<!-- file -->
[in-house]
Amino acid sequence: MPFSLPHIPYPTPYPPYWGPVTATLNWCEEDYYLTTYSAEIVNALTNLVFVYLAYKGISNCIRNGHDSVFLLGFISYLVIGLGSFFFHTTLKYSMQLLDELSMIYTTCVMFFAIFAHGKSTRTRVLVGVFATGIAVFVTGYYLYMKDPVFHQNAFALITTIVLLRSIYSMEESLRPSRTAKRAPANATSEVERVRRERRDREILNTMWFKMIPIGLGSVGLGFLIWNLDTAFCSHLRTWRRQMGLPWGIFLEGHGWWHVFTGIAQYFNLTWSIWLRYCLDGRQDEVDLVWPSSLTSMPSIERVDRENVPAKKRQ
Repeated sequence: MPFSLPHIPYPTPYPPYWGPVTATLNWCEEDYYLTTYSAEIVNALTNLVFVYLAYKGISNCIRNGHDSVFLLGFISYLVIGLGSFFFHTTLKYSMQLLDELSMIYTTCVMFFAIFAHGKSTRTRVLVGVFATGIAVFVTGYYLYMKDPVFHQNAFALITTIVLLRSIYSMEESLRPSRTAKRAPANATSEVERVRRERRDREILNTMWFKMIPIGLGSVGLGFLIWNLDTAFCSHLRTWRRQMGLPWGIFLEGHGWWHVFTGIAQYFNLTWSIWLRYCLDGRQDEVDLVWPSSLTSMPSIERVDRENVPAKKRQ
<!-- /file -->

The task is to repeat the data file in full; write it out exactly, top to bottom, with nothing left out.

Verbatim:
[in-house]
Amino acid sequence: MPFSLPHIPYPTPYPPYWGPVTATLNWCEEDYYLTTYSAEIVNALTNLVFVYLAYKGISNCIRNGHDSVFLLGFISYLVIGLGSFFFHTTLKYSMQLLDELSMIYTTCVMFFAIFAHGKSTRTRVLVGVFATGIAVFVTGYYLYMKDPVFHQNAFALITTIVLLRSIYSMEESLRPSRTAKRAPANATSEVERVRRERRDREILNTMWFKMIPIGLGSVGLGFLIWNLDTAFCSHLRTWRRQMGLPWGIFLEGHGWWHVFTGIAQYFNLTWSIWLRYCLDGRQDEVDLVWPSSLTSMPSIERVDRENVPAKKRQ
Repeated sequence: MPFSLPHIPYPTPYPPYWGPVTATLNWCEEDYYLTTYSAEIVNALTNLVFVYLAYKGISNCIRNGHDSVFLLGFISYLVIGLGSFFFHTTLKYSMQLLDELSMIYTTCVMFFAIFAHGKSTRTRVLVGVFATGIAVFVTGYYLYMKDPVFHQNAFALITTIVLLRSIYSMEESLRPSRTAKRAPANATSEVERVRRERRDREILNTMWFKMIPIGLGSVGLGFLIWNLDTAFCSHLRTWRRQMGLPWGIFLEGHGWWHVFTGIAQYFNLTWSIWLRYCLDGRQDEVDLVWPSSLTSMPSIERVDRENVPAKKRQ